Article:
It never ends.
Reader AnoninPhilly sent us a link to the latest in the woe-are-unwed-black-women articles from the Wall Street Journal, this one titled “An Interracial Fix for Black Marriage.” Sing along if you know the words:
Audrey belongs to the most unmarried group of people in the U.S.: black women. Nearly 70% of black women are unmarried, and the racial gap in marriage spans the socioeconomic spectrum, from the urban poor to well-off suburban professionals. Three in 10 college-educated black women haven’t married by age 40; their white peers are less than half as likely to have remained unwed.
But since it’s the WSJ, the idea of the market is the main angle of the story.
I came away convinced of two facts: Black women confront the worst relationship market of any group because of economic and cultural forces that are not of their own making; and they have needlessly worsened their situation by limiting themselves to black men. I also arrived at a startling conclusion: Black women can best promote black marriage by opening themselves to relationships with men of other races.
Audrey and other black women confront a social scene in which desirable black men are scarce.
Part of the problem is incarceration. More than two million men are now imprisoned in the U.S., and roughly 40% of them are African-American. At any given time, more than 10% of black men in their 20s or 30s—prime marrying ages—are in jail or prison.
Educationally, black men also lag. There are roughly 1.4 million black women now in college, compared to just 900,000 black men. By graduation, black women outnumber men 2-to-1. Among graduate-school students, in 2008 there were 125,000 African-American women but only 58,000 African-American men. That same year, black women received more than three out of every five law or medical degrees awarded to African-Americans.
These problems translate into dimmer economic prospects for black men, and the less a man earns, the less likely he is to marry. That’s how the relationship market operates. Marriage is a matter of love and commitment, but it is also an exchange. A black man without a job or the likelihood of landing one cannot offer a woman enough to make that exchange worthwhile.
At this point, we need a Black Women and Marriage Bingo Card.
Comments are predictably vile. A little more than I expected (quite a few “I’m not like those other Negroes!”), but that may just be the crowd over there.
As a writer, I wonder how these articles keep getting published. News has a definite cycle – try writing about a study two weeks after it first releases. If you don’t have a new and timely angle, your editor will tell you that it’s been done and to move on. Yet, it appears that no matter how many of these articles are written, editors are never tired of single black women stories. (Especially considering how discussions of incarceration, the wealth gap, and other issues that are often cited in these articles as causes disappear after twenty four hours in the news cycle.)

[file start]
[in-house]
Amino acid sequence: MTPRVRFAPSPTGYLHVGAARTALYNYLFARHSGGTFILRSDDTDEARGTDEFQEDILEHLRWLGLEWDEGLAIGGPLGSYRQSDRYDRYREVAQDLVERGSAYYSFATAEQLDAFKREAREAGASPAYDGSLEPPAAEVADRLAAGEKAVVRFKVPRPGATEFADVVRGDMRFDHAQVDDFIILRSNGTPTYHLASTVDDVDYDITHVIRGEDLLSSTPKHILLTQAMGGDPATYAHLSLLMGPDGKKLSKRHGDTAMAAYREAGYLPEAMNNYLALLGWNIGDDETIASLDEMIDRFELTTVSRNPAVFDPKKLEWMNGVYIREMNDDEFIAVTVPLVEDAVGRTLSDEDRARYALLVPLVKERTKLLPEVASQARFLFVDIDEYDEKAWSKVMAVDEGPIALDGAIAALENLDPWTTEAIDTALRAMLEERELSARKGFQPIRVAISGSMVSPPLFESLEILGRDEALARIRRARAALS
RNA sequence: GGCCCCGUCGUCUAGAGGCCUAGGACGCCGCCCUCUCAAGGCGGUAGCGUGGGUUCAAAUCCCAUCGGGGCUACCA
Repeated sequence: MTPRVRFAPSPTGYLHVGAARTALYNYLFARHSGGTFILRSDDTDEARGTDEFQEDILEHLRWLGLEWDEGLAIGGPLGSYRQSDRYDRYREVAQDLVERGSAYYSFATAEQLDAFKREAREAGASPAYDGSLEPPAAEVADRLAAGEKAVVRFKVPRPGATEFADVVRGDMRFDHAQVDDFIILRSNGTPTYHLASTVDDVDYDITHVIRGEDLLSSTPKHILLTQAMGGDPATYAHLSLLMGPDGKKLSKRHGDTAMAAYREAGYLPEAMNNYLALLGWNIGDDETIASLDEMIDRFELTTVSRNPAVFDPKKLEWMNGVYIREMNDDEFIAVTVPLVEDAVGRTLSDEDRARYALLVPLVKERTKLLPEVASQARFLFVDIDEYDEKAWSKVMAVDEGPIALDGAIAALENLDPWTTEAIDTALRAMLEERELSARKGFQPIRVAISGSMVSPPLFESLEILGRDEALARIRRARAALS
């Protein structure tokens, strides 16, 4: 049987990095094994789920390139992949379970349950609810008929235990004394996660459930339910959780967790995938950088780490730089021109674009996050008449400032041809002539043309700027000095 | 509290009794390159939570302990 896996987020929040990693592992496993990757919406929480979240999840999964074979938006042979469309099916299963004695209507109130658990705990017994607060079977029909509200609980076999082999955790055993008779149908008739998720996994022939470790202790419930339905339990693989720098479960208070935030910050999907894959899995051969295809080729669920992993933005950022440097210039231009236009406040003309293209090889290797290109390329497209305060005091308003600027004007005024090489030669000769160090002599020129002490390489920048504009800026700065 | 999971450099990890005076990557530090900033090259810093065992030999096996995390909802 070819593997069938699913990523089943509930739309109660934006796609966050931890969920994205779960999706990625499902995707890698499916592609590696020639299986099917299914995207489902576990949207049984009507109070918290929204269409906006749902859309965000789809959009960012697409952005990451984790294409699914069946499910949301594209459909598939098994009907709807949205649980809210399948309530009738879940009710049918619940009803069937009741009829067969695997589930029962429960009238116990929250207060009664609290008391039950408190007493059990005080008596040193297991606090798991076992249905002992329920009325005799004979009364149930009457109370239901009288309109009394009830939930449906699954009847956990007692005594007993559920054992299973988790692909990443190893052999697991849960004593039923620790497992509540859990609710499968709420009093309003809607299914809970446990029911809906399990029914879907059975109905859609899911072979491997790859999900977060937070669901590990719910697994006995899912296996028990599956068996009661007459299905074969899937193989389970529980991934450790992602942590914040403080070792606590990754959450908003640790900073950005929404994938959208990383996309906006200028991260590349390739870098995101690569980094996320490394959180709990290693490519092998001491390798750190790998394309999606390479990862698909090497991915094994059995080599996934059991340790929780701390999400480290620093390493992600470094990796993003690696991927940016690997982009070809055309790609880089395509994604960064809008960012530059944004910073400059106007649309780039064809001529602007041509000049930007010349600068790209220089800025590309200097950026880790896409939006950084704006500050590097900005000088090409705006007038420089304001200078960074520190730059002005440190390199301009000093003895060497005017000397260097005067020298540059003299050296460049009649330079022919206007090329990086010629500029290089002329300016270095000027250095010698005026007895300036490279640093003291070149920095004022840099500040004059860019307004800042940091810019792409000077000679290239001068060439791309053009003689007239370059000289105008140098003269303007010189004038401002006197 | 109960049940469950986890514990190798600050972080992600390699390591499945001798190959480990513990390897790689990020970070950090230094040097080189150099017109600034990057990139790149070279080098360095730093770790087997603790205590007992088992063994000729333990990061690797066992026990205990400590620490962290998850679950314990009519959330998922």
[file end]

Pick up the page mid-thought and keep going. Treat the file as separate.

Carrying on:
If you listen to the media, it would seem that no matter who she is, a black woman, by dint of birth, can’t beg, borrow, or steal a man. And yes, it’s always a man. Because black women are only queer because they can’t find a man. And because no partnered black women exist, they are not interviewed for these articles. And if there is a partnered black woman, and she’s with a man that is working class, she will be told she is settling – despite having no kind of information on why this person actually chose their partner. (And, again, the flip side of these articles is always “black men are slacking so women can’t find partners” – a pernicious reinforcement of stereotypes about black men which is often missed in the glee to bash black women for the crime of singleness.)
In addition to shitting on working class men of all colors, the WSJ article finally concludes that interracial relationships should be entered into…because it increases your negotiating power:
By opening themselves to relationships with men of other races, black women would also lessen the power disparity that depresses the African-American marriage rate.
Okay, stop, stop, stop, stop. Stop the damn band. Let’s get a few things clear here: